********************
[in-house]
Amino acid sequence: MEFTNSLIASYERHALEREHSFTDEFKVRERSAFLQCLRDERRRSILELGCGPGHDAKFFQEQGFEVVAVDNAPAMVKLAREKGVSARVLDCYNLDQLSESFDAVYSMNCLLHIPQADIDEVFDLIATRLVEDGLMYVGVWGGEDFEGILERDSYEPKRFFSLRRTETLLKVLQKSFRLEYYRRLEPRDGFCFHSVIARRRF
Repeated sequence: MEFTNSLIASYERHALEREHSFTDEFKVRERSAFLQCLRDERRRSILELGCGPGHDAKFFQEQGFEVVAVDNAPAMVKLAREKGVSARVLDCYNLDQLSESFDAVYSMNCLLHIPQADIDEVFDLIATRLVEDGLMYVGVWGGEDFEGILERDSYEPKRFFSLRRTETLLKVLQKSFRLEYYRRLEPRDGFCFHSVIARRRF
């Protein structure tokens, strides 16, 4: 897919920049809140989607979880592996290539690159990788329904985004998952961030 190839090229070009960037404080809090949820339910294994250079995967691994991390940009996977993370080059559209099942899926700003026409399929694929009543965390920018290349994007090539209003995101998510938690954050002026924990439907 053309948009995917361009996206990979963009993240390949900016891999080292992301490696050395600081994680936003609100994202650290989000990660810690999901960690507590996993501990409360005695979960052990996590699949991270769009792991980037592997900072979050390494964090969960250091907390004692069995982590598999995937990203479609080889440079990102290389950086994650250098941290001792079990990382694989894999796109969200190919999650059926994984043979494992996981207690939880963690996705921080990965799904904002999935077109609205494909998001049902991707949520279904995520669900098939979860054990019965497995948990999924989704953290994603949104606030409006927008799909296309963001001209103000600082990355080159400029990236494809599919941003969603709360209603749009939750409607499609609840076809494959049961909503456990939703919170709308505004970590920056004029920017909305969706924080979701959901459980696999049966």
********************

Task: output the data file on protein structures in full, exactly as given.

[in-house]
Amino acid sequence: MEFTNSLIASYERHALEREHSFTDEFKVRERSAFLQCLRDERRRSILELGCGPGHDAKFFQEQGFEVVAVDNAPAMVKLAREKGVSARVLDCYNLDQLSESFDAVYSMNCLLHIPQADIDEVFDLIATRLVEDGLMYVGVWGGEDFEGILERDSYEPKRFFSLRRTETLLKVLQKSFRLEYYRRLEPRDGFCFHSVIARRRF
Repeated sequence: MEFTNSLIASYERHALEREHSFTDEFKVRERSAFLQCLRDERRRSILELGCGPGHDAKFFQEQGFEVVAVDNAPAMVKLAREKGVSARVLDCYNLDQLSESFDAVYSMNCLLHIPQADIDEVFDLIATRLVEDGLMYVGVWGGEDFEGILERDSYEPKRFFSLRRTETLLKVLQKSFRLEYYRRLEPRDGFCFHSVIARRRF
């Protein structure tokens, strides 16, 4: 897919920049809140989607979880592996290539690159990788329904985004998952961030 190839090229070009960037404080809090949820339910294994250079995967691994991390940009996977993370080059559209099942899926700003026409399929694929009543965390920018290349994007090539209003995101998510938690954050002026924990439907 053309948009995917361009996206990979963009993240390949900016891999080292992301490696050395600081994680936003609100994202650290989000990660810690999901960690507590996993501990409360005695979960052990996590699949991270769009792991980037592997900072979050390494964090969960250091907390004692069995982590598999995937990203479609080889440079990102290389950086994650250098941290001792079990990382694989894999796109969200190919999650059926994984043979494992996981207690939880963690996705921080990965799904904002999935077109609205494909998001049902991707949520279904995520669900098939979860054990019965497995948990999924989704953290994603949104606030409006927008799909296309963001001209103000600082990355080159400029990236494809599919941003969603709360209603749009939750409607499609609840076809494959049961909503456990939703919170709308505004970590920056004029920017909305969706924080979701959901459980696999049966």